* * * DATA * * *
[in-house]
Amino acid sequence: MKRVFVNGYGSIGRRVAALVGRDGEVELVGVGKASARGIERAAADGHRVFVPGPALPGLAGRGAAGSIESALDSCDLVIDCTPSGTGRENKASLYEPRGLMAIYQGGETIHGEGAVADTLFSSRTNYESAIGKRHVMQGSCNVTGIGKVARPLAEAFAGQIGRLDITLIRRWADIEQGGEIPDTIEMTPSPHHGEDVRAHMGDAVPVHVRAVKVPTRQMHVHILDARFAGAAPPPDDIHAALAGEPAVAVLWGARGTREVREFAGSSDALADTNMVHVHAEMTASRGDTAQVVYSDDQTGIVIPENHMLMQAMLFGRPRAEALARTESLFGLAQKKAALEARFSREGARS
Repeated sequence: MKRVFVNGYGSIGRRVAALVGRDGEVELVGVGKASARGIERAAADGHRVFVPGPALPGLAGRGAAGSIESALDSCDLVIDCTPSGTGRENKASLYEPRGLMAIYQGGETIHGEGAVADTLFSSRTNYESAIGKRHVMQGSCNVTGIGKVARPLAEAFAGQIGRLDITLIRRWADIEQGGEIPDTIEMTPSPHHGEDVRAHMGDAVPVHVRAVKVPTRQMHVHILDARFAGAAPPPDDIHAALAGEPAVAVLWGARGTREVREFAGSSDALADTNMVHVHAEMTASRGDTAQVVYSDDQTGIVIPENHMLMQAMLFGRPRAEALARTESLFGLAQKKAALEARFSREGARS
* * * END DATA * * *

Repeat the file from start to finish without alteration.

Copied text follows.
[in-house]
Amino acid sequence: MKRVFVNGYGSIGRRVAALVGRDGEVELVGVGKASARGIERAAADGHRVFVPGPALPGLAGRGAAGSIESALDSCDLVIDCTPSGTGRENKASLYEPRGLMAIYQGGETIHGEGAVADTLFSSRTNYESAIGKRHVMQGSCNVTGIGKVARPLAEAFAGQIGRLDITLIRRWADIEQGGEIPDTIEMTPSPHHGEDVRAHMGDAVPVHVRAVKVPTRQMHVHILDARFAGAAPPPDDIHAALAGEPAVAVLWGARGTREVREFAGSSDALADTNMVHVHAEMTASRGDTAQVVYSDDQTGIVIPENHMLMQAMLFGRPRAEALARTESLFGLAQKKAALEARFSREGARS
Repeated sequence: MKRVFVNGYGSIGRRVAALVGRDGEVELVGVGKASARGIERAAADGHRVFVPGPALPGLAGRGAAGSIESALDSCDLVIDCTPSGTGRENKASLYEPRGLMAIYQGGETIHGEGAVADTLFSSRTNYESAIGKRHVMQGSCNVTGIGKVARPLAEAFAGQIGRLDITLIRRWADIEQGGEIPDTIEMTPSPHHGEDVRAHMGDAVPVHVRAVKVPTRQMHVHILDARFAGAAPPPDDIHAALAGEPAVAVLWGARGTREVREFAGSSDALADTNMVHVHAEMTASRGDTAQVVYSDDQTGIVIPENHMLMQAMLFGRPRAEALARTESLFGLAQKKAALEARFSREGARS